The story opens in media res, or in the middle of things. Doctor Bianchon is conceding to the other dinner guests’ requests that he tell one of the ‘‘appalling stories in [his] collection.’’ Noting that the audience had been primed by a previous story, and that the late hour of 2:00 a.m. seemed ideal, the ‘‘obliging doctor bowed and silence reigned.’’ The dinner guests then disappear from the story until the final sentences, and Doctor Bianchon tells the story in which he features as much as a listener as a narrator and lets three other storytellers relate the story of ‘‘La Grande Bretèche’’ to his listeners.
Setting the scene, Bianchon describes a dramatically ruined estate just on the outskirts of the town of Vendome, where he was staying to care for a rich patient. Revealing his sensitive, even poetic, nature the doctor reveals that he is so drawn to the ‘‘unwritten poetry’’ and ‘‘unrevealed thought’’ of the ruins that he frequently broke in and sat in the garden where he ‘‘wove delightful romances, and abandoned myself to little debauches of melancholy which enchanted me.’’ These romantic reveries are called to a halt, however, when he is visited in his rooms one evening by a mysterious stranger, who introduces himself as Monsieur Regnault.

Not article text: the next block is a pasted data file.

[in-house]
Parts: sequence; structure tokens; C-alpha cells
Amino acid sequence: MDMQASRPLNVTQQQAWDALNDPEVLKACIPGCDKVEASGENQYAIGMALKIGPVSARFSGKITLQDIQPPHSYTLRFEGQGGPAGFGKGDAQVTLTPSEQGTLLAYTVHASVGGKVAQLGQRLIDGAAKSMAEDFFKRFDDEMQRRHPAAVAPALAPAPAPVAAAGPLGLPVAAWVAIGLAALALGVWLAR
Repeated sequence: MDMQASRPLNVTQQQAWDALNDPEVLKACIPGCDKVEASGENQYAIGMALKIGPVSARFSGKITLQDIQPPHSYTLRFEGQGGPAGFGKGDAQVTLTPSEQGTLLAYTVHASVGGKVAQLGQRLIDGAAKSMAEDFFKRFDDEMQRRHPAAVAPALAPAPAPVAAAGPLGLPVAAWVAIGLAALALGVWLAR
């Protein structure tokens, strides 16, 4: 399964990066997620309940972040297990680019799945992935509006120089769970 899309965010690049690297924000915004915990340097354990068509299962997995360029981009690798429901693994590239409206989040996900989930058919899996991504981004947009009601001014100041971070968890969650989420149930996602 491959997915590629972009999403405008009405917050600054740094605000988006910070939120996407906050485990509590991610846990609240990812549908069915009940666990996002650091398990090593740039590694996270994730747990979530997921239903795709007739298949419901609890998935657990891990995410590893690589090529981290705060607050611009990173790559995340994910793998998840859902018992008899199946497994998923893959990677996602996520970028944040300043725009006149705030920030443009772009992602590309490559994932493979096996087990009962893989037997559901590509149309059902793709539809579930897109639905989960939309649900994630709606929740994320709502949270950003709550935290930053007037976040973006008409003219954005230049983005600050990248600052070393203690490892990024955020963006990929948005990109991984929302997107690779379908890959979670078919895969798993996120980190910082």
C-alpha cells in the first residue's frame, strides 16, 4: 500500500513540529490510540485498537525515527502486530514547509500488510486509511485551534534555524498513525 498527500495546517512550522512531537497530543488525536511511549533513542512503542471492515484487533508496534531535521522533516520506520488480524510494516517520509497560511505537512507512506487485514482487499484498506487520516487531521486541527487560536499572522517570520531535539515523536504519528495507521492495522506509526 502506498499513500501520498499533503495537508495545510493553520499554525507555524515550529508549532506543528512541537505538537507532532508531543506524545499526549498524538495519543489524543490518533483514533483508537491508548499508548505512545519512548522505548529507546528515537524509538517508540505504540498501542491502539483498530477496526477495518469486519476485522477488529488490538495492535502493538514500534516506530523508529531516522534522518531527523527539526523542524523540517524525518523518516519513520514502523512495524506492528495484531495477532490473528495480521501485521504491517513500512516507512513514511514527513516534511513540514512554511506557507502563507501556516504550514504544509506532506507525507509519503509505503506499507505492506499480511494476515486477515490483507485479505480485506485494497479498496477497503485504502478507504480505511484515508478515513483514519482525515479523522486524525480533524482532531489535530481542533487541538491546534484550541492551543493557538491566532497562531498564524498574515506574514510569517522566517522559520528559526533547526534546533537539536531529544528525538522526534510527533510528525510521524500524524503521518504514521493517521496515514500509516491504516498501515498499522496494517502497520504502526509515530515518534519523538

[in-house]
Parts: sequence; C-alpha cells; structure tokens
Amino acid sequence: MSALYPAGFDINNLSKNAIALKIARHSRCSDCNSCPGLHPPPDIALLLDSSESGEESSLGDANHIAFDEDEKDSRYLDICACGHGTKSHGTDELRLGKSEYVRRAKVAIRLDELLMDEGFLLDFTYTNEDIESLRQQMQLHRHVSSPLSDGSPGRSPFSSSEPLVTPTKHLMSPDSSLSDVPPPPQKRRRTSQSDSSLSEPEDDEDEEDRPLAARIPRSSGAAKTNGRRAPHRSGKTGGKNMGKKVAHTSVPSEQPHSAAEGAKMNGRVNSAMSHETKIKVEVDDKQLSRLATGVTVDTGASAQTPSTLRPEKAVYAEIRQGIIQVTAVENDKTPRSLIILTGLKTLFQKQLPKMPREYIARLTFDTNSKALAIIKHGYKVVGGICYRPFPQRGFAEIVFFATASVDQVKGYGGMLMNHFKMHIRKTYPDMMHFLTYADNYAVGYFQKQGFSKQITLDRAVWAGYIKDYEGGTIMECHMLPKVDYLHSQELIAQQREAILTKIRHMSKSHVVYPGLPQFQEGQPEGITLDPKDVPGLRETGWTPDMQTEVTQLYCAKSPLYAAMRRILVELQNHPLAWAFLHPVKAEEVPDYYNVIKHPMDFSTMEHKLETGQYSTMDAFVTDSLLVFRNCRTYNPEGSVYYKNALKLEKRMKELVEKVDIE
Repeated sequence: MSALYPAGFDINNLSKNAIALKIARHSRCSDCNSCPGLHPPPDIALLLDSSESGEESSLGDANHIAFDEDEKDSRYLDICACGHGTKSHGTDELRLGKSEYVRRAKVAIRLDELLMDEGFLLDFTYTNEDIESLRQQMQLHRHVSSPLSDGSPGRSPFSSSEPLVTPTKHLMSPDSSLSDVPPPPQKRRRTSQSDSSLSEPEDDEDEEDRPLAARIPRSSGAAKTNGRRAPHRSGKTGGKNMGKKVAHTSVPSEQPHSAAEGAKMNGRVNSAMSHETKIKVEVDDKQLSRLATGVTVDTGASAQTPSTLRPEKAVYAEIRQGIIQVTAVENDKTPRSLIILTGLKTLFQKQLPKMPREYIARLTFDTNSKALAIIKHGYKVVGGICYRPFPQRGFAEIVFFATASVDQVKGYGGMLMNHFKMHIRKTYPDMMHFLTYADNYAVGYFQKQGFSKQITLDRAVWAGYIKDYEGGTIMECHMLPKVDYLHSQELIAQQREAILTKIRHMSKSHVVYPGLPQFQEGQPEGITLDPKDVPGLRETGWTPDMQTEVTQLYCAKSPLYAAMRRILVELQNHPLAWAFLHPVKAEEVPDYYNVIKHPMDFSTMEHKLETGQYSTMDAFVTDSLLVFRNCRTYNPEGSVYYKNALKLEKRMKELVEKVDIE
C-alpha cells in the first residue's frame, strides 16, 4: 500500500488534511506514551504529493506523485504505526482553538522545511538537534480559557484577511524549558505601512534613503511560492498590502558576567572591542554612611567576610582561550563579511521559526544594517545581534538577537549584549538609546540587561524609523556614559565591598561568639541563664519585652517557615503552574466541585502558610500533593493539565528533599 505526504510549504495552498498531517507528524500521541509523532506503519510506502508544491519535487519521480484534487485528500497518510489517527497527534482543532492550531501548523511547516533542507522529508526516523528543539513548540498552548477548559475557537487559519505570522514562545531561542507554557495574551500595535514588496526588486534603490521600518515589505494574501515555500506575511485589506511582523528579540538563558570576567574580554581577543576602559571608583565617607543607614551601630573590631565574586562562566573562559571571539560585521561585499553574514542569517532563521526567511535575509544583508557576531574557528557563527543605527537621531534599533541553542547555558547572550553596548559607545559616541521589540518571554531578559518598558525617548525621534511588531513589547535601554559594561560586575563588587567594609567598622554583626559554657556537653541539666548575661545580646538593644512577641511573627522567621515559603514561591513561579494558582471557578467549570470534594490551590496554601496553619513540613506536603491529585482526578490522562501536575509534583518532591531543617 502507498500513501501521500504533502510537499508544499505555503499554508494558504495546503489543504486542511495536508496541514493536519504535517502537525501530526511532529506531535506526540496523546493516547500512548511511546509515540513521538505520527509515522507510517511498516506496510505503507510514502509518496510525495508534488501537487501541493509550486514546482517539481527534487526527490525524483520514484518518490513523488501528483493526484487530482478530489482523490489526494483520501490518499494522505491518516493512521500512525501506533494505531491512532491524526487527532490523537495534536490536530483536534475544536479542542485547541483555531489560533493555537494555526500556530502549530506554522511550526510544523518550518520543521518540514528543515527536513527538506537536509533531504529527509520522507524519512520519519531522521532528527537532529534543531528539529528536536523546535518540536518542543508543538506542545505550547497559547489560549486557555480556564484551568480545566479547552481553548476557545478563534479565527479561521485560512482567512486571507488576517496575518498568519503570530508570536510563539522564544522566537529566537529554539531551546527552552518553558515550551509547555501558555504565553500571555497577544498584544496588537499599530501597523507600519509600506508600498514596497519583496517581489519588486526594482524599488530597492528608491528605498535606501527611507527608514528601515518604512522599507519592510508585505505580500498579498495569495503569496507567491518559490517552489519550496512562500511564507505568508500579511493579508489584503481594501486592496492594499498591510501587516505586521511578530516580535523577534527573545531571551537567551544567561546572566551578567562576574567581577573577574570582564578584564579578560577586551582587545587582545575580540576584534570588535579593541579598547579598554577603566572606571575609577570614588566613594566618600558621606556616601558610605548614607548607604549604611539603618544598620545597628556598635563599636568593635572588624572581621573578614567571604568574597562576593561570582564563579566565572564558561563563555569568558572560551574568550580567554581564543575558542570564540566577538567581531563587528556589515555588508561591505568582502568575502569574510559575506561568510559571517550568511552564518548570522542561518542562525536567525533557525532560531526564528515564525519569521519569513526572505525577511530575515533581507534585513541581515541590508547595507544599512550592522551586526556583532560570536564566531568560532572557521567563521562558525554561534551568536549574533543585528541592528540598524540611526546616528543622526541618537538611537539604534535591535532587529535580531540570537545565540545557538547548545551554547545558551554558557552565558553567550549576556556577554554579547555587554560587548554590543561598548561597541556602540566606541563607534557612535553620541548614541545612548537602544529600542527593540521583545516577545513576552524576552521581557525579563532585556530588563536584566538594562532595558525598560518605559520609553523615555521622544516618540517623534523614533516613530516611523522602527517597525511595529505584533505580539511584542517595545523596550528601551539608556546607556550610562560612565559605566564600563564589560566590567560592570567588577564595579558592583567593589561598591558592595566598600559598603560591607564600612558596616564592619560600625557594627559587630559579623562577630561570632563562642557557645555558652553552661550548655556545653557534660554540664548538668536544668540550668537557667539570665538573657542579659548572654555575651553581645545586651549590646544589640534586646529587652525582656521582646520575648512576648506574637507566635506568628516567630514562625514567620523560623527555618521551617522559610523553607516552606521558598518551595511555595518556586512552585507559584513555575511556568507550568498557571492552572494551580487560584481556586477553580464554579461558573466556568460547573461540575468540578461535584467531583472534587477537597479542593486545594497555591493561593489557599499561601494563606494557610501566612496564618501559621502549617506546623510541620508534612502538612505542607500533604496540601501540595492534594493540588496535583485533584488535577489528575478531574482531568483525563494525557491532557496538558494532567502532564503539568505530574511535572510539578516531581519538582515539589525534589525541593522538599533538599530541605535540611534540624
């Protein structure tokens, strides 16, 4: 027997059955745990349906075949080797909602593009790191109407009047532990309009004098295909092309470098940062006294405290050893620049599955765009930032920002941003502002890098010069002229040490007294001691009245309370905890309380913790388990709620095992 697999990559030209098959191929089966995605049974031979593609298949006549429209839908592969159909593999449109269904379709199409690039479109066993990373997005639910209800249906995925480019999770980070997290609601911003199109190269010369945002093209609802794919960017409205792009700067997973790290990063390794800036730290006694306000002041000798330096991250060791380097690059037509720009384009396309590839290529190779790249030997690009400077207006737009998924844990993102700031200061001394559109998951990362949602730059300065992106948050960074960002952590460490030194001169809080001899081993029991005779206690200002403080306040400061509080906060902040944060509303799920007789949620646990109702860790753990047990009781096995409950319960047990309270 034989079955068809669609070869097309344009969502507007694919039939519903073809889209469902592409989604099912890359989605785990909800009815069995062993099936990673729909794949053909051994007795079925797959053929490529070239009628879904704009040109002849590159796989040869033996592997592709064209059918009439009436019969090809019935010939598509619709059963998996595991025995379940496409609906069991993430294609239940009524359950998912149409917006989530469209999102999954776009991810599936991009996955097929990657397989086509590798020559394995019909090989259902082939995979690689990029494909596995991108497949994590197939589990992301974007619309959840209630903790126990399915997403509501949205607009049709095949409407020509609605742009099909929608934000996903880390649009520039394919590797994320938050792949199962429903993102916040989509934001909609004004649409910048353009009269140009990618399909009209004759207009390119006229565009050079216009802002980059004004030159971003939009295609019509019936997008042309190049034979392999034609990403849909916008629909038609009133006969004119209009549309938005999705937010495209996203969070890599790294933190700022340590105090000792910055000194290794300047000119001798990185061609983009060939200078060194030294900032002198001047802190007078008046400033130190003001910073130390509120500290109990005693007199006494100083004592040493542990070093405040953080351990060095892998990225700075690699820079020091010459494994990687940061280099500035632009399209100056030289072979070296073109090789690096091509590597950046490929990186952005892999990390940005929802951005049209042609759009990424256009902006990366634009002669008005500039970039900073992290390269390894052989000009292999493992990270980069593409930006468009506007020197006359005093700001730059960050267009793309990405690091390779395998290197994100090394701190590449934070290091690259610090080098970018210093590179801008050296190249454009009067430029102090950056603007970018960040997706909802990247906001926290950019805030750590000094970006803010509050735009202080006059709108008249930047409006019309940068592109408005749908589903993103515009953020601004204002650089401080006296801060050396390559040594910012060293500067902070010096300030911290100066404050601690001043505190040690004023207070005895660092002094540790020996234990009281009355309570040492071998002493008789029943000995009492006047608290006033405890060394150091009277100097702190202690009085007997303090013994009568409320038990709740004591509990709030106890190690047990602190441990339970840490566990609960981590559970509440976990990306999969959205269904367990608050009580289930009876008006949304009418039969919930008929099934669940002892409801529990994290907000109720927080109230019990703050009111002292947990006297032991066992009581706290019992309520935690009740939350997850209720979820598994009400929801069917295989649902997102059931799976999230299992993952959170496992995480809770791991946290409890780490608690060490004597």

Regnault is a lawyer, the local notary, whose job is to inform Bianchon that he may longer trespass on the grounds of la Grande...
(The entire section is 848 words.)
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